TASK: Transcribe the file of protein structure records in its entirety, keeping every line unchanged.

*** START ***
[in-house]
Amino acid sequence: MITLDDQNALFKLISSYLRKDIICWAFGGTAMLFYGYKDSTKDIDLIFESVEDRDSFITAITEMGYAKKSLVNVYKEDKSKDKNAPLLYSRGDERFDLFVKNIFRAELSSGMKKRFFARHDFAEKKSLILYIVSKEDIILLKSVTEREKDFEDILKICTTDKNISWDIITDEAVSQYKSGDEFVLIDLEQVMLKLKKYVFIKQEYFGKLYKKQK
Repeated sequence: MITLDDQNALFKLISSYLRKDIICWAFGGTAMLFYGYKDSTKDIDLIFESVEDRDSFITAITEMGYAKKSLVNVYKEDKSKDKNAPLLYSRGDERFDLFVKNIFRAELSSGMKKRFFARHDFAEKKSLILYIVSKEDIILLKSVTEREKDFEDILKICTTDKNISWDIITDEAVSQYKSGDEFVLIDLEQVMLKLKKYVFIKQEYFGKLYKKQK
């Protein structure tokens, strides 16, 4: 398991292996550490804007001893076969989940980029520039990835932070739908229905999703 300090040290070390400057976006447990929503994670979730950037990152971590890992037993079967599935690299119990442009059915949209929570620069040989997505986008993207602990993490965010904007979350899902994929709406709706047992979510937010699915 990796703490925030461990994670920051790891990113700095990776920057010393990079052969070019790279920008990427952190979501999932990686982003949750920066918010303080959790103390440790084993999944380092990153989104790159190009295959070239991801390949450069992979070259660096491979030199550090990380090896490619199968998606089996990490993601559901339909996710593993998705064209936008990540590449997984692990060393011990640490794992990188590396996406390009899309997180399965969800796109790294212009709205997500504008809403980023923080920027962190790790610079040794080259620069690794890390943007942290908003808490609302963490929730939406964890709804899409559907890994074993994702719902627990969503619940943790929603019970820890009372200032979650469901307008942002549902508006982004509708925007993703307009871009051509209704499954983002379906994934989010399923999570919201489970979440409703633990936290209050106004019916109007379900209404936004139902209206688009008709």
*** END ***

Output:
[in-house]
Amino acid sequence: MITLDDQNALFKLISSYLRKDIICWAFGGTAMLFYGYKDSTKDIDLIFESVEDRDSFITAITEMGYAKKSLVNVYKEDKSKDKNAPLLYSRGDERFDLFVKNIFRAELSSGMKKRFFARHDFAEKKSLILYIVSKEDIILLKSVTEREKDFEDILKICTTDKNISWDIITDEAVSQYKSGDEFVLIDLEQVMLKLKKYVFIKQEYFGKLYKKQK
Repeated sequence: MITLDDQNALFKLISSYLRKDIICWAFGGTAMLFYGYKDSTKDIDLIFESVEDRDSFITAITEMGYAKKSLVNVYKEDKSKDKNAPLLYSRGDERFDLFVKNIFRAELSSGMKKRFFARHDFAEKKSLILYIVSKEDIILLKSVTEREKDFEDILKICTTDKNISWDIITDEAVSQYKSGDEFVLIDLEQVMLKLKKYVFIKQEYFGKLYKKQK
């Protein structure tokens, strides 16, 4: 398991292996550490804007001893076969989940980029520039990835932070739908229905999703 300090040290070390400057976006447990929503994670979730950037990152971590890992037993079967599935690299119990442009059915949209929570620069040989997505986008993207602990993490965010904007979350899902994929709406709706047992979510937010699915 990796703490925030461990994670920051790891990113700095990776920057010393990079052969070019790279920008990427952190979501999932990686982003949750920066918010303080959790103390440790084993999944380092990153989104790159190009295959070239991801390949450069992979070259660096491979030199550090990380090896490619199968998606089996990490993601559901339909996710593993998705064209936008990540590449997984692990060393011990640490794992990188590396996406390009899309997180399965969800796109790294212009709205997500504008809403980023923080920027962190790790610079040794080259620069690794890390943007942290908003808490609302963490929730939406964890709804899409559907890994074993994702719902627990969503619940943790929603019970820890009372200032979650469901307008942002549902508006982004509708925007993703307009871009051509209704499954983002379906994934989010399923999570919201489970979440409703633990936290209050106004019916109007379900209404936004139902209206688009008709």